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Ben van Wijnen

Climbing Mount Kinabalu

"The climb starts at the headquarters of the Kinabalu National Park at 1500 meters. You will first hear when you are not allowed to climb the mountain. This also includes my asthma. The day before I searched the internet a lot about altitude sickness and the combination with Asthma. No major problems in itself. Only an increased risk of an asthma attack. I just decided not to report anything, take it easy and pay extra attention. I did purchase extra medication that night before."

Mount Kinabalu.

Mount Kinabalu is the highest mountain in all Southeast Asia (4,101 m).
This mountain is one of the easiest to conquer. This means you won't need climbing gear or mountain climbing experience to reach the peak. There are a number of fairly well-marked trails all the way to the summit.
In fact the highest mountain in Southeast Asia is in Myanmar (Burma), Kachin State.  This mountain is Mt. Hkababorazi at 5881m. and the nearest town for adventurers/trekkers is called PutaO. 

Steiler dan we dachten!

xx The best trail is the Summit Trail, which is the standard climbing route.
This trail measures a distance of 8.85 kilometres to Low's Peak, the highest point of the mountain.

The Headquarters is situated on the southern boundary, at an elevation of 1,524m.
Restaurants and an exhibition centre are found here in the Park offices as well. It is only a 2-hour drive from Sabah's capital of Kota Kinabalu.
There were several fees to be paid upon arriving - a Park Entry fee, a Mountain Climbing Permit, accommodation charge, a bus ticket to the trail head, a fee for the guide.
It amounted to about RM90.
After having paid, you start walking to Laban Rata-Rata.
A young and fit person may be able to do this in 3 hours.

The weather can change very quickly from brilliant sunshine, to mist and clouds, to a torrential down-pour.

At roughly every 1 km break, there will be a rest hut. These have toilets and also water tanks.
You do not need to carry up enormous amounts of water as you can refill at these tanks. These extend all the way to 5.5 km which is the Laban Rata Guesthouse.

Be sure to bring some food and a torch for your climb. Most people stop at Laban Rata and then continue the climb the next morning at about 2:00 a.m.
Laban Rata is the first and only restaurant along the way and you can also rent sleeping bags, jackets and blankets. If you have reservations at Gunting Lagadan or Sayat-Sayat huts further up the mountain, they will bring you.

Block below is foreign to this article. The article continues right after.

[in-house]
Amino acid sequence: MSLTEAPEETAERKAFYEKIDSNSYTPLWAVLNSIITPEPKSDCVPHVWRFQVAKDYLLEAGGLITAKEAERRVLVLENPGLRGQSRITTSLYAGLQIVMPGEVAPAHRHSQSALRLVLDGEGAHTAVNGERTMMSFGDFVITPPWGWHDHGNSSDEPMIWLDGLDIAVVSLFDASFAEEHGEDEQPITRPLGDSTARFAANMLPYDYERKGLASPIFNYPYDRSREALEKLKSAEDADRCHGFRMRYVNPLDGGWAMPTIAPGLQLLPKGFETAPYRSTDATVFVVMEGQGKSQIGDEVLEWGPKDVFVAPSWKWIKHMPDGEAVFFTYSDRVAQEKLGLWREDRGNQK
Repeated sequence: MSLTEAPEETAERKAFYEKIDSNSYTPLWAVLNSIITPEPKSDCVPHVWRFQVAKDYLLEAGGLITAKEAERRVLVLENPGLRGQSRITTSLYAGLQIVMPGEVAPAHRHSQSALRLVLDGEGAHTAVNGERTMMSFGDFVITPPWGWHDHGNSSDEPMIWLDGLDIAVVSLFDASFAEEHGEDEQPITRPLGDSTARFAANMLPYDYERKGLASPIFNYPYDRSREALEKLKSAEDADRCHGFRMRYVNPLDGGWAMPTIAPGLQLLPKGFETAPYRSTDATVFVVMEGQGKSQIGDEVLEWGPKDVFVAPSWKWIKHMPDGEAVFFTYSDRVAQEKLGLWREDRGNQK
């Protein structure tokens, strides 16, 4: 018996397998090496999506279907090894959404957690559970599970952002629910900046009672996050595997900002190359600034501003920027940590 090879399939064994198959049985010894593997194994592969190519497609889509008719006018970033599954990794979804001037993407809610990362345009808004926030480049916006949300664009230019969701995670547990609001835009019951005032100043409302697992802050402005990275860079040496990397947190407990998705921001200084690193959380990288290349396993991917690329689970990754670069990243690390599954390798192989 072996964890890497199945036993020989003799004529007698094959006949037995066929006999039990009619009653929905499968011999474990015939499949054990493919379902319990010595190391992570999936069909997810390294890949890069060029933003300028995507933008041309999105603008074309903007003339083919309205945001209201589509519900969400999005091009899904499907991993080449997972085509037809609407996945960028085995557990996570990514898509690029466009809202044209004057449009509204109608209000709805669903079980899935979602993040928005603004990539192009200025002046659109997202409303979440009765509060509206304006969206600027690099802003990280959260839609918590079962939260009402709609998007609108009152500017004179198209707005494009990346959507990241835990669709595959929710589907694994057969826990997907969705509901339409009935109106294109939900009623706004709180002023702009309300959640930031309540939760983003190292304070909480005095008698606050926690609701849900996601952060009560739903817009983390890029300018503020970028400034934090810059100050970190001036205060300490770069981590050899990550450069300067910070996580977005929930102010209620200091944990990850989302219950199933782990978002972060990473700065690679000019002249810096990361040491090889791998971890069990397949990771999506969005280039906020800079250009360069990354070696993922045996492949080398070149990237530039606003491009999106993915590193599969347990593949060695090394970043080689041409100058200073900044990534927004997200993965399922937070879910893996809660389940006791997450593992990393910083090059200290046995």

Eindelijk rust..........

Uitzicht halverwege Mount Kinabalu


To get to Laban Rata requires a minimum of 4 1/2 hours and probably more like 5-6 hours.
From Laban Rata-Rata, it is about a three-hour climb to the top and the sun usually rises at about 5:15 a.m. It's dark, the path is very narrow and steep.
Here a torch is essential.

At the start the hundred or more climbers and guides are all together in one long line, so separation is difficult.
There is a thick guide rope to hold on to.
The mountain slope quickly becomes almost vertical as the endless, twisting path climbs out of the vegetated part of the mountain onto solid rock.

At the top, you get a really excellent view of the valley, especially in the early morning before the clouds set in.

Most people climb to the summit in time to see the sunrise and dawn creep slowly over the land, illuminating the coast-line west and north and the dim ranges of hills to the south. In good weather almost all of Sabah can be seen before the clouds come up (usually around 9.00 or 10.00 am) and it is time to begin the descent.

The effects of the climb down are often felt after.
On the way down you can take a glimpse into the dizzy gash of Lows Gully which splits the eastern side of the mountain. With the early start the descent to Park Headquarters is easily done in one day.
Probably the easiest way to descend the mountain is to carefully run down the path. When you get to the bottom, there may or may not be transport and you might well find yourself walking the 5 km path back to the Park Headquarters.


Het touw.........


The climb down is difficult, if not worse because of the pounding at the knees, legs and feet.
Going back down the mountain is a hard thing.  The big steps are a killer on the knees and muscles.
You can barely walk the next day!

Any suggestions for equipment:
1. Rucksack with a waterproof plastic liner
2. Waterproof jackets
3. Several "T" shirts and a long sleeve shirt
4. Several pairs of comfortable socks
5. Warm sweater or jacket
6. ports plus a choice of tracksuit bottoms/light-weight trousers (ensure you have enough to keep warm)
7. Neck scarf of "sweat band"
8. Strong training shoes with a high-grip tread pattern.
9. Torch with spare batteries and if possible, spare bulb
10. Water bottle
11. Toiletries including any medication you normally take




   Ben van Wijnen


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